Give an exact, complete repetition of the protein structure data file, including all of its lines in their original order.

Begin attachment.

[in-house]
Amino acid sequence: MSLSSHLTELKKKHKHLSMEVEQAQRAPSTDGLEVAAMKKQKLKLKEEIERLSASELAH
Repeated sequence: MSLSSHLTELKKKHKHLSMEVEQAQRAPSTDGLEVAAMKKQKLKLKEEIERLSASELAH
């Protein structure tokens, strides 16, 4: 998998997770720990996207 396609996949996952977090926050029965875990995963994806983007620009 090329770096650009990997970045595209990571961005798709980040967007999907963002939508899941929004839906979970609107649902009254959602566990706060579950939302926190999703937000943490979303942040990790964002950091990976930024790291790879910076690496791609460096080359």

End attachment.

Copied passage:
[in-house]
Amino acid sequence: MSLSSHLTELKKKHKHLSMEVEQAQRAPSTDGLEVAAMKKQKLKLKEEIERLSASELAH
Repeated sequence: MSLSSHLTELKKKHKHLSMEVEQAQRAPSTDGLEVAAMKKQKLKLKEEIERLSASELAH
């Protein structure tokens, strides 16, 4: 998998997770720990996207 396609996949996952977090926050029965875990995963994806983007620009 090329770096650009990997970045595209990571961005798709980040967007999907963002939508899941929004839906979970609107649902009254959602566990706060579950939302926190999703937000943490979303942040990790964002950091990976930024790291790879910076690496791609460096080359």